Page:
The Make+Shift: Transforming Urban Popular Economies
Friday 18 March
12 – 2 pm
NEW VENUE: Room 2135, Sidney Smith Hall, 100 St. George Street
Lunch will be provided, please register for this Development Seminar here: http://anthropology.utoronto.ca/events/development-seminar-abdoumaliq-simone/
The enormous transformations of the built environment and the enhanced possibilities of consumption that have marked even the most marginal of the world’s cities should not detract from acknowledging just how dependent the majority of the urban residents in the so-called “South” are on constantly putting together some workable form of income and inhabitation. The makeshift character of much of what this majority does is quite literally “make”+ “shift”. Whatever they come up with rarely is firmly institutionalized into a fixed set of practices, locales or organizational forms. This doesn’t mean that relationships and economic activities do not endure, that people do not find themselves rooted in the same place and set of affiliations over a long period of time. Rather, these stabilities inhere from a constant recalibration of edges, boundaries, and interfaces. Whatever appears to be stable largely depends upon its participation is a series of changing relationships with other activities, personnel, and sites. Whatever is made then shifts in terms of its availability to specific uses and users, as well as its exposure to new potentials and vulnerabilities.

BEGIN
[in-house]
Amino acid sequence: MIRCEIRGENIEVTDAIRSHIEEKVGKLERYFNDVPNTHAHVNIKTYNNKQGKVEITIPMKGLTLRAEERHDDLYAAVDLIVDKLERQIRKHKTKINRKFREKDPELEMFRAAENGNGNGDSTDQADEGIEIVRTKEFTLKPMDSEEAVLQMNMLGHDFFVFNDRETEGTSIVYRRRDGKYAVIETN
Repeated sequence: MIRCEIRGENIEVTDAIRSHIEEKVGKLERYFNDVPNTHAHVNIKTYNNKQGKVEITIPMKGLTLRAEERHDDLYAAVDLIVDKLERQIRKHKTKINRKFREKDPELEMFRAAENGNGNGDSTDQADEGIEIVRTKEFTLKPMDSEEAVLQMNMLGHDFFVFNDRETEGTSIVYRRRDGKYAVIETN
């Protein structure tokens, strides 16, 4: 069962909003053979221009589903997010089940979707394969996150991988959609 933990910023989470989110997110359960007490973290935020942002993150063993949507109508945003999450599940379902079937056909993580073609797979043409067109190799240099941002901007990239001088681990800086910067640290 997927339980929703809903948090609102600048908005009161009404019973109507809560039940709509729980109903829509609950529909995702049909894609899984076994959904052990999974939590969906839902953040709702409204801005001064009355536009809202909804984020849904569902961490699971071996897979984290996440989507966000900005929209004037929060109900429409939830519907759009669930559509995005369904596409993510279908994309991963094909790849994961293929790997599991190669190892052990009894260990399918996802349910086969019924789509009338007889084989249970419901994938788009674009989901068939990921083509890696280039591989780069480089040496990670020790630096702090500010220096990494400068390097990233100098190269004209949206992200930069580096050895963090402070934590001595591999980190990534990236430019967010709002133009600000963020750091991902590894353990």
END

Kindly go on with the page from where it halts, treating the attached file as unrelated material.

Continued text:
At the same time, in order for any “make+shift” to work, it has to embody generosity, reciprocity, a sense of openness and experimentation in order to keep affective energies, information and cooperation flowing. So in order to create space for such exchanges, residents have often had to make it look like nothing much was ever going on, or to amplify the problematic aspects of their everyday lives so as to appear so depleted or self-occupied that it would seem impossible for there to be any room for experiments, sharing, or give and take. But this is also a precarious move because variegated market logics are blanketed across all sectors of urban life, residents often come to inhabit and get stuck in these very ruses.
At the same time, as Ravi Sundaram points out, the large-scale popular appropriation of various tools of social media has both responded to and accelerated the dissipation of postcolonial compacts. Instead of adhering to particular regimes of moral conduct and verification, urban inhabitants are producing their own scenarios, evidence, and realities through the widespread dissemination of images, texts, and tweets, aggregated in various forms and targeted for specific purposes and audiences.
As such there is a substantial shift in the operations of the make+shift as it also finds new modalities and venues for circulation. They key question is how these new conjunctions between long-honed popular, relational economies and technological innovation can reshape urban spaces and life in ways that curtail exclusion and segregation, and maximize the capacities of inhabitants of all backgrounds.
This Development Seminar is co-sponsored by Intersections